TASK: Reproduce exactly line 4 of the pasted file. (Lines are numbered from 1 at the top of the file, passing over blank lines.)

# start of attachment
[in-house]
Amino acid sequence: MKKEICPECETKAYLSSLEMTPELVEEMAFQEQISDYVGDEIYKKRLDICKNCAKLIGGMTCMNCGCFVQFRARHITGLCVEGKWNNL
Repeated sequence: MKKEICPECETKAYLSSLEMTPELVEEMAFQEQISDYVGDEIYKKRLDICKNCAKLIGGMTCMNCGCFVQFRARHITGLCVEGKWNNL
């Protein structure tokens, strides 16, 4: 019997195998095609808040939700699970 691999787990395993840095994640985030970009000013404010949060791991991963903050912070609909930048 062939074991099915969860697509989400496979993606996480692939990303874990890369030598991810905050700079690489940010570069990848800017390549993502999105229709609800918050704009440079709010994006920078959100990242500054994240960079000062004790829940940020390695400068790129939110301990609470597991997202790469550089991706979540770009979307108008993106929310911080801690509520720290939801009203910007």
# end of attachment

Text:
């Protein structure tokens, strides 16, 4: 019997195998095609808040939700699970 691999787990395993840095994640985030970009000013404010949060791991991963903050912070609909930048 062939074991099915969860697509989400496979993606996480692939990303874990890369030598991810905050700079690489940010570069990848800017390549993502999105229709609800918050704009440079709010994006920078959100990242500054994240960079000062004790829940940020390695400068790129939110301990609470597991997202790469550089991706979540770009979307108008993106929310911080801690509520720290939801009203910007």